Treating lichen planus

Treating lichen planus
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Treating lichen planusLichen planus is a chronic, inflammatory skin condition that results in thickened patches of skin. Lichen planus comes in several forms, but comes under the umbrella of the skin conditions known as lichenoid conditions.

Lichenoid conditions affect about one in every hundred people globally, with the group most affected being those over the age of 40. Half of those with oral lichen planus and about 10 per cent have lichen planus of the nails. Lesions appear on the skin or mucosal surfaces, and often cause an intense itch. (Read more about solving itching here.)

Many cases of lichen planus clear up by themselves after some time (maybe years), but some lichenoid conditions can last for decades. Spontaneous recovery is entirely possible, but unpredictable. Scarring is long-lasting, and can include complete balding of the scalp.

What we know about lichen planus: 

  • Inflammatory cells attack an unknown protein in the skin and mucosa (like the mouth)
  • Genes may play a role in susceptibility
  • It can be brought on by physical or emotional stress
  • It can be brought on by skin injury, like a scratch (called an isomorphic response)
  • Viral infections may trigger an attack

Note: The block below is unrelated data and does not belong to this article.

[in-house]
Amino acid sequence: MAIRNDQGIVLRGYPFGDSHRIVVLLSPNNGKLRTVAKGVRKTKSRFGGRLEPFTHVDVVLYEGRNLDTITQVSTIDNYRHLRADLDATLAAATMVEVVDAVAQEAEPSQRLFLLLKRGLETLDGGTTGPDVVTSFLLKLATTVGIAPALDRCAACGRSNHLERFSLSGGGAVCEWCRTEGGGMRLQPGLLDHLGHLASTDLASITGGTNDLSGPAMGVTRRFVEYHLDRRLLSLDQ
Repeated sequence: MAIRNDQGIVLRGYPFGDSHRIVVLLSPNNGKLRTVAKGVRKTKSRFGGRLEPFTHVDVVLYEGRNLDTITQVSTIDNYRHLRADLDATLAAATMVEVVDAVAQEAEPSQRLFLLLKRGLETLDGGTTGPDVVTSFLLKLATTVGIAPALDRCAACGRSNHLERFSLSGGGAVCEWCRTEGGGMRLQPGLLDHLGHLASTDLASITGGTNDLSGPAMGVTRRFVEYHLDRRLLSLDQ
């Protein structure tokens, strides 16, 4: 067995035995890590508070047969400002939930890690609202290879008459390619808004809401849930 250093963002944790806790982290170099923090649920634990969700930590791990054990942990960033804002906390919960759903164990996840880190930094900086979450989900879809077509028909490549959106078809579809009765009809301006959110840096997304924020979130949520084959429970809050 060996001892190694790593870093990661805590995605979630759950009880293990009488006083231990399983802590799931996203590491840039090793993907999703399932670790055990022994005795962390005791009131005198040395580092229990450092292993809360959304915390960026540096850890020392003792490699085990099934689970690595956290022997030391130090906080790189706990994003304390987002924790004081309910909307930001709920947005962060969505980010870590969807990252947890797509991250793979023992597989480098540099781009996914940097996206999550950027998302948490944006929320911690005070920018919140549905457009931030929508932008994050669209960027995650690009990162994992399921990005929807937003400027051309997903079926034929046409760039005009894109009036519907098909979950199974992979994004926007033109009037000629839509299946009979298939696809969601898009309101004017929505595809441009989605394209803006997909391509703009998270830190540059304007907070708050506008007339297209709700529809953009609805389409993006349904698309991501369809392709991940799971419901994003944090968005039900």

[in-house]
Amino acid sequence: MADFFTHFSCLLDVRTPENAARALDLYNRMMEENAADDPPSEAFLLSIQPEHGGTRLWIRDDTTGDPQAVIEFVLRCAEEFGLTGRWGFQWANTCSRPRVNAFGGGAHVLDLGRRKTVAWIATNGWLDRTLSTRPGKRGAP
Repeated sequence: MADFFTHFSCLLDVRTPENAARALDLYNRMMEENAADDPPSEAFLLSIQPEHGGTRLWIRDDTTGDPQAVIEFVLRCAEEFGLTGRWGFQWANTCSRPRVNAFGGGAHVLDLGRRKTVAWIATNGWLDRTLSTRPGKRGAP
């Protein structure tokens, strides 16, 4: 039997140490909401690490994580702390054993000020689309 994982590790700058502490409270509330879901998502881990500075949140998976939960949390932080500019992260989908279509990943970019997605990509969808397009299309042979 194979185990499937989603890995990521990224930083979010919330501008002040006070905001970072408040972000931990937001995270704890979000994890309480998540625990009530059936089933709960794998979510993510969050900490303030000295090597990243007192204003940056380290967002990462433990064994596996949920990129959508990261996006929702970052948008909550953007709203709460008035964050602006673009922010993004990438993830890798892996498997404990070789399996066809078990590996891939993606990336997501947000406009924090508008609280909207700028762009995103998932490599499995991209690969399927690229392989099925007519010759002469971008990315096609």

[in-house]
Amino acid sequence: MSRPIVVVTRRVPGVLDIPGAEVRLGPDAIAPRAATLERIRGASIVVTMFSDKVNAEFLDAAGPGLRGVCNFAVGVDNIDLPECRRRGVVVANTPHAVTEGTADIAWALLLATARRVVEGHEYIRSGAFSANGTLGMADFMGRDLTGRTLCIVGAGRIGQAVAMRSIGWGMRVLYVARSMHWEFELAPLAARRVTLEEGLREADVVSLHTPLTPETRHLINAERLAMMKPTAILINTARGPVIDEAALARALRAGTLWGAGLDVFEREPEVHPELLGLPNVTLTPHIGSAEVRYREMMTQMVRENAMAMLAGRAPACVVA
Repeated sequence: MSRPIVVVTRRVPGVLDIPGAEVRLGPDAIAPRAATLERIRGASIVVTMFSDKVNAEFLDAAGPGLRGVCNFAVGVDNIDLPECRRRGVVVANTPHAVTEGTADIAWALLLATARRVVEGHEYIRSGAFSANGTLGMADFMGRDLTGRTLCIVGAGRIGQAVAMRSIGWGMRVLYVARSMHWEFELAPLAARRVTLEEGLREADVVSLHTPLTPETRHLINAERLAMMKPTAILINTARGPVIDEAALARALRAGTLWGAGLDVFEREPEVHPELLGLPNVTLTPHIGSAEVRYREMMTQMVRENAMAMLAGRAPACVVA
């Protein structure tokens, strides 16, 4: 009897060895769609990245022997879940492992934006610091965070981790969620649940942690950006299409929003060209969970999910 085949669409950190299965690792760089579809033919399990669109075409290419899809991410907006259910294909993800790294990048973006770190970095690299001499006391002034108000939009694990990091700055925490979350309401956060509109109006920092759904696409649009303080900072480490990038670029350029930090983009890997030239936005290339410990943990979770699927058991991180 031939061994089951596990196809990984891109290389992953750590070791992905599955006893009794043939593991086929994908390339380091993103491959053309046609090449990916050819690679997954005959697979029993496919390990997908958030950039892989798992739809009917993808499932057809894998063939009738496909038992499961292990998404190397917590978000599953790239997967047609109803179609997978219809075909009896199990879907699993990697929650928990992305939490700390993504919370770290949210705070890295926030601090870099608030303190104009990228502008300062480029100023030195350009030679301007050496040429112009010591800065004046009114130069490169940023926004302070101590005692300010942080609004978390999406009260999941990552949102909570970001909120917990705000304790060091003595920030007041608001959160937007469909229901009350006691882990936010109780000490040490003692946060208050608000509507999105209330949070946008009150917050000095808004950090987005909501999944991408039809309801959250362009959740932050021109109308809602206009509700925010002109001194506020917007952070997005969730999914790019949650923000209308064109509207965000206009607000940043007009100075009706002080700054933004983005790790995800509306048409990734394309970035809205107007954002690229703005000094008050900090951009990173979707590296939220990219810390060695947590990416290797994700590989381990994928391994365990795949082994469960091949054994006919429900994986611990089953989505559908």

• Contact allergic dermatitis may cause some attacks in some people
  • Some medications, metals or quinine may cause a lichenoid rash

Treatment of lichen planus

Lichen planus may not require treatment, but topical or systemic treatments may be required. We use:

  • Topical steroids or steroid injections into the lesions
  • Special creams containing prescription-only substances
  • Systemic (blood) injections of prescription-only medications
  • Phototherapy
  • Antibiotics
  • Antifungals
  • New technology and light-based treatments

The treatment that is right for your individual manifestation of a lichenoid condition will be for you to discuss with your dermatologist. Having a proper diagnosis is the first place to start, then trialling treatments that work for you.

Start treating your lichen planus with a specialist dermatologist.
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Please Note:

*With all surgeries or procedures, there are risks. Consult your physician (GP) before undertaking any surgical or cosmetic procedure. Please read the consent forms carefully and be informed about every aspect of your treatment. Surgeries such as liposuction have a mandatory seven-day cooling-off period to give patients adequate time to be sure of their surgery choice. Results may also vary from person to person due to many factors, including the individual’s genetics, diet and exercise. Before and after photos are only relevant to the patient in the photo and do not necessarily reflect the results other patients may experience. Ask questions. Our team of dermatologists, doctors and nurses are here to help you with any of your queries. This page is not advice and is intended to be informational only. We endeavour to keep all our information up to date; however, this site is intended as a guide and not a definitive information portal or in any way constitutes medical advice.

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